A 'chat' language derived from Arabic and English – progress or problem?

When Jihad El Eit opened the first branch of his fast food business in Dubai, he relied on little more than gut instinct when it came to choosing a name. At the time, 'Man2ooshe & Co' seemed like an inspired choice. Not only did it fit with the company's contemporary take on traditional Arabic street food but it also used the Arabic chat alphabet in its name, a phonetic mish-mash of Arabic sounds and Roman characters that has become one of the most common and convenient modes of written communication for Arabic-speaking youth.


In the phonetic Arabic chat alphabet, 'Man2ooshe' becomes 'Man'oushey' because the '2' is used to represent a pause between syllables in Arabic. The name spoke directly to the young, hip, Arabic but English-speaking market Jihad El Eit was aiming for.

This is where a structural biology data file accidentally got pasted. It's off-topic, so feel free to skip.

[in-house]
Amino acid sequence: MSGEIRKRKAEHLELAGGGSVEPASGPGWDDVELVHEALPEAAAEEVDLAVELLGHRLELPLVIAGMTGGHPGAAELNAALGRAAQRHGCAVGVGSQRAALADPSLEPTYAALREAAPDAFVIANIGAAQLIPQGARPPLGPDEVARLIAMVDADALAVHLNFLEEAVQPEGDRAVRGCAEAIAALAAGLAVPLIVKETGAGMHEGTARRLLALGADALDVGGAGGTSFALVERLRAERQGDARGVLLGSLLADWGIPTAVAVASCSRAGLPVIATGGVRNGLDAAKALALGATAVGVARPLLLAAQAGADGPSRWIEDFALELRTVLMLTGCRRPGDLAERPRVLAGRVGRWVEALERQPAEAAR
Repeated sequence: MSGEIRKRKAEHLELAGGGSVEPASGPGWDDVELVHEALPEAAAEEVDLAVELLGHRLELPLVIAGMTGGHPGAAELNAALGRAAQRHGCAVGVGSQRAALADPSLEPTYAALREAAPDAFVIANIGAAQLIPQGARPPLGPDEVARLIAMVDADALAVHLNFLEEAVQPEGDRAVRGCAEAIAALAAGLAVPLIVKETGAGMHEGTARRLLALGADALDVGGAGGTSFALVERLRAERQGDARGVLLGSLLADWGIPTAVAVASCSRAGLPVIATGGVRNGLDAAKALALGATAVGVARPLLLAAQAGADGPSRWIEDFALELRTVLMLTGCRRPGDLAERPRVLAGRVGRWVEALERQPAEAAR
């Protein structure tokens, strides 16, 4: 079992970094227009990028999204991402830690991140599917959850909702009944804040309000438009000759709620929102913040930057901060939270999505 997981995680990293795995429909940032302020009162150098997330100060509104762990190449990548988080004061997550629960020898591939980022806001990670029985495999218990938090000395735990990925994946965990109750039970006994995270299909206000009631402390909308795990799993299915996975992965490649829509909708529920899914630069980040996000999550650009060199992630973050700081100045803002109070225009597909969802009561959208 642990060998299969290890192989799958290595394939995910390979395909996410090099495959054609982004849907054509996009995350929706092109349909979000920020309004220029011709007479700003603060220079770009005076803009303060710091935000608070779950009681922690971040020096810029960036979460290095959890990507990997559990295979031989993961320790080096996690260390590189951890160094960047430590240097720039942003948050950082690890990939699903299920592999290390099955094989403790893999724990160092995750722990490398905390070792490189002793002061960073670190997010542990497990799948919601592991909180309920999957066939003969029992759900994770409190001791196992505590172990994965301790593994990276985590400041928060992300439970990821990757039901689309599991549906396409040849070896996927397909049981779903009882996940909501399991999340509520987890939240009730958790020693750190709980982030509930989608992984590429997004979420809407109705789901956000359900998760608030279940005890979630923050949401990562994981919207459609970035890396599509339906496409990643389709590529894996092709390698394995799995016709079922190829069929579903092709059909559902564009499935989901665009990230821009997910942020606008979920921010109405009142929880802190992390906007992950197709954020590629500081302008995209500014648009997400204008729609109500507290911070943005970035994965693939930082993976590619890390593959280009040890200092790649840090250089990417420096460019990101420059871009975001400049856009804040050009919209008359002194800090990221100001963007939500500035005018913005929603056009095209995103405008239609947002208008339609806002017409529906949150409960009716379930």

Unfortunately, 'Man2ooshe & Co' soon became the victim of its own success, as non-Arabic speakers, unfamiliar with the phonetic transliteration that defines the Arabic chat alphabet, also started to demand the firm's home-made take on traditional Middle Eastern snacks such as manakeesh, burek, and minikeesh.